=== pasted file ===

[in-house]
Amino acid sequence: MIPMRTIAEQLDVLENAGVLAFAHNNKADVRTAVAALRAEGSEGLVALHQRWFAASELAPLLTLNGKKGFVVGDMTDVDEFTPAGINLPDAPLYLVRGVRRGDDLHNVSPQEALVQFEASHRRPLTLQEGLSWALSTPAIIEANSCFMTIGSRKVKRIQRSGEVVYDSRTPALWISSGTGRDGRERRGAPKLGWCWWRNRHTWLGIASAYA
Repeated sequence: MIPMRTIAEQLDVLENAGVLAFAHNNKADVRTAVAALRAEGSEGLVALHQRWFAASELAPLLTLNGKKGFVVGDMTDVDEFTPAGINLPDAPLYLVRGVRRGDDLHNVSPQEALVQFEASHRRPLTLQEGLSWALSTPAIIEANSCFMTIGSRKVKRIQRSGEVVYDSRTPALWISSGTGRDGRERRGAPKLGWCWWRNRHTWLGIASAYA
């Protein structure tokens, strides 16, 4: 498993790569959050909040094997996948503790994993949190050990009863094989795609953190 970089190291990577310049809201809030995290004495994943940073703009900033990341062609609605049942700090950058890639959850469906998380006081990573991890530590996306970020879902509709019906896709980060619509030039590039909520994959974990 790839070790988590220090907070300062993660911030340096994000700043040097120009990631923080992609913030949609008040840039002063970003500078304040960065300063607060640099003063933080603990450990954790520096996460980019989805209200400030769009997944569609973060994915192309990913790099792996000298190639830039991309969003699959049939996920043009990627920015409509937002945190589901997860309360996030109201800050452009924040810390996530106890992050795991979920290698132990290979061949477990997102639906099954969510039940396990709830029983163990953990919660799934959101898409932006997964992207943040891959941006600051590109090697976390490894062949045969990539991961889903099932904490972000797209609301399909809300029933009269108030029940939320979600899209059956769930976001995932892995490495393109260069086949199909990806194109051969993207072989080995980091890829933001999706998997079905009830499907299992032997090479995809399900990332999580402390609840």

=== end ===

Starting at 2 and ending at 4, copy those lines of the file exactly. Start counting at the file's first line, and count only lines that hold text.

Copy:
Amino acid sequence: MIPMRTIAEQLDVLENAGVLAFAHNNKADVRTAVAALRAEGSEGLVALHQRWFAASELAPLLTLNGKKGFVVGDMTDVDEFTPAGINLPDAPLYLVRGVRRGDDLHNVSPQEALVQFEASHRRPLTLQEGLSWALSTPAIIEANSCFMTIGSRKVKRIQRSGEVVYDSRTPALWISSGTGRDGRERRGAPKLGWCWWRNRHTWLGIASAYA
Repeated sequence: MIPMRTIAEQLDVLENAGVLAFAHNNKADVRTAVAALRAEGSEGLVALHQRWFAASELAPLLTLNGKKGFVVGDMTDVDEFTPAGINLPDAPLYLVRGVRRGDDLHNVSPQEALVQFEASHRRPLTLQEGLSWALSTPAIIEANSCFMTIGSRKVKRIQRSGEVVYDSRTPALWISSGTGRDGRERRGAPKLGWCWWRNRHTWLGIASAYA
């Protein structure tokens, strides 16, 4: 498993790569959050909040094997996948503790994993949190050990009863094989795609953190 970089190291990577310049809201809030995290004495994943940073703009900033990341062609609605049942700090950058890639959850469906998380006081990573991890530590996306970020879902509709019906896709980060619509030039590039909520994959974990 790839070790988590220090907070300062993660911030340096994000700043040097120009990631923080992609913030949609008040840039002063970003500078304040960065300063607060640099003063933080603990450990954790520096996460980019989805209200400030769009997944569609973060994915192309990913790099792996000298190639830039991309969003699959049939996920043009990627920015409509937002945190589901997860309360996030109201800050452009924040810390996530106890992050795991979920290698132990290979061949477990997102639906099954969510039940396990709830029983163990953990919660799934959101898409932006997964992207943040891959941006600051590109090697976390490894062949045969990539991961889903099932904490972000797209609301399909809300029933009269108030029940939320979600899209059956769930976001995932892995490495393109260069086949199909990806194109051969993207072989080995980091890829933001999706998997079905009830499907299992032997090479995809399900990332999580402390609840």